Besides the day of the week, the time of day can affect your hiking conditions a lot. The trail is completely exposed and offers almost no shade, so if possible, I would avoid doing it in the midday sun.
The trailhead is a little bit outside of town but easy enough to get to. Just head northwest of the town and you’ll find it.
There is a small ticket barrier where tickets should cost around 50 mxn / 2.50 usd each. A few souvenir huts line the start of the trail, after which it’s at most an hour to the top.
In some cases you will need to climb over some boulders using metal steps or some ropes provided. This should present only a fun and minor challenge for most, but if you have a particular disability, perhaps this could prevent you from completing the trail. If so, you’ll still get a nice view of the valley.
I should mention the trail does not go all the way to the top. This can be a little disappointing! Eventually you reach a viewing point with barriers and signs saying only those with mountaineering equipment are allowed to continue. As a hiker, you can only reach about two thirds of the way up. The views at the top are still impressive and worthwhile.
Remember to wear comfortable shoes, carry plenty of water, and take breaks along the way to admire the stunning vistas and catch your breath.
Other things to do in Peña de Bernal
Hiking up the mountain is definitely the main activity, though there are a couple of other things to check out in the town of Peña de Bernal.
Discover the town’s charms
Stroll through the charming streets of Peña de Bernal and soak up the laid-back atmosphere. Admire the colorful colonial architecture and browse the local shops for handicrafts and souvenirs.
Visit the Museo de la Máscara
A small museum showing a variety of over 300 masks in indigenous or traditional styles that were made by residents of Bernal for festivals and events. Only open on Fri-Sun from 11 AM until 7 PM.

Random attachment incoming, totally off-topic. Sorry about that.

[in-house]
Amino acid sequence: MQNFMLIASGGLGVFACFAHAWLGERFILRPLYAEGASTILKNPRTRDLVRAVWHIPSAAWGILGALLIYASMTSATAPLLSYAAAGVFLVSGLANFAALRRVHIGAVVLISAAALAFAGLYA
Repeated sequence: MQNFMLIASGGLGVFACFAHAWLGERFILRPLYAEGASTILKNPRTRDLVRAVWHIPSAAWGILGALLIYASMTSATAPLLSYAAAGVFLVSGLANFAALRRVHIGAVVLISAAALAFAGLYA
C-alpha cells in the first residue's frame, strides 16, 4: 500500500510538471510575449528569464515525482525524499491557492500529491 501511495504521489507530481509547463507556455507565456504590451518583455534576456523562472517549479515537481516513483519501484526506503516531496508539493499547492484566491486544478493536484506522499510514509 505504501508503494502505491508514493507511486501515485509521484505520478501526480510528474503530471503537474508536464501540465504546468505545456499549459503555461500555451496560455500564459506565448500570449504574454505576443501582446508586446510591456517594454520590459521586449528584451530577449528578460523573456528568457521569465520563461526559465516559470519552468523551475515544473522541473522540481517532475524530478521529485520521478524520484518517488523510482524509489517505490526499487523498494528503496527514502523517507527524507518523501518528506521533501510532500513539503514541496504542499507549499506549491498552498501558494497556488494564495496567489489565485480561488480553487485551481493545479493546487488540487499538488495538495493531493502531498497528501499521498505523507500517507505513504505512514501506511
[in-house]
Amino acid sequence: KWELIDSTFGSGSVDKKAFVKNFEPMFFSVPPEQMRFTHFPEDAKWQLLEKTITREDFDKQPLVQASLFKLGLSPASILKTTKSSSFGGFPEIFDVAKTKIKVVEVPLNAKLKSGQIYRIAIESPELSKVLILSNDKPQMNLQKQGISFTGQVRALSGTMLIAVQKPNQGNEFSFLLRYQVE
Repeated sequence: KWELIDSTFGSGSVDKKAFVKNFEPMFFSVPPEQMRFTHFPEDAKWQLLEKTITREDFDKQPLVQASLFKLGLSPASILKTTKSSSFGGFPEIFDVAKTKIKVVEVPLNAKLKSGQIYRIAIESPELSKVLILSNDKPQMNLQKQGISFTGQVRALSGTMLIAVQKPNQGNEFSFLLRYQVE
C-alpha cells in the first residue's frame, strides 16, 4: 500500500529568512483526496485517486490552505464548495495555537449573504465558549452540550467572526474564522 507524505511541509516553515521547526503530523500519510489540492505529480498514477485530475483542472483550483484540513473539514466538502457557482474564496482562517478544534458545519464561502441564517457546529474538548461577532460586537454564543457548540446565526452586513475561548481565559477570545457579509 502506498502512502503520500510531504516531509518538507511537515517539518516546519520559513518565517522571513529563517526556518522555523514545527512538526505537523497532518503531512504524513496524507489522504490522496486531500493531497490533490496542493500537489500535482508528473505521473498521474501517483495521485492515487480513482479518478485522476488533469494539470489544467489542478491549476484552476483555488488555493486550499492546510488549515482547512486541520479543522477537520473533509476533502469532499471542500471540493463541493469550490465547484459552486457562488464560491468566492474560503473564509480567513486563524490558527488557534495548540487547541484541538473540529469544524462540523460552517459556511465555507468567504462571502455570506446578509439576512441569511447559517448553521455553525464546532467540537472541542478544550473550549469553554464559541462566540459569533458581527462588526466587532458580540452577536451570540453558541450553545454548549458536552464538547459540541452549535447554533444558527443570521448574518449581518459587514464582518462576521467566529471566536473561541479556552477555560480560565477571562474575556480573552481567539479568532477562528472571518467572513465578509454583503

Visit Templo de San Sebastián
Make a stop at Templo de San Sebastián, a picturesque church located in the heart of Peña de Bernal. Admire the neo-Gothic facade and step inside to explore the ornate interior, which showcases beautiful religious artwork and craftsmanship.
Try the local cuisine
Indulge in authentic Mexican cuisine at one of the town’s cozy restaurants. A lot of the restaurants and food stalls serve gorditas, which loosely translates as “little chubby ones”. They’re something a bit in between tacos and arepas and they’re served sizzlingly fresh.
Various meat and veggie options can be found, though one option I found particularly interesting was gordita de nopales, which contains chopped-up pads from the Nopal cactus.
How to Get to Peña de Bernal
- From Mexico City: The easiest way to reach Peña de Bernal from Mexico City is by bus. Head to the Central de Autobuses del Norte and look for buses bound for Queretaro. Once in Queretaro, transfer to a local bus or taxi to reach Peña de Bernal, approximately a one-hour drive away. Note that local buses depart from Terminal B, which is across the street from the coach area of Terminal A. Check for bus tickets from Mexico City to Queretaro here.
- From Queretaro: If you are already in Queretaro, getting to Peña de Bernal is a breeze. Simply hop on a local bus or take a taxi for a scenic drive of about one hour.
Flecha Amarilla and Flecha Azul are the two main bus companies serving the route to Peña de Bernal.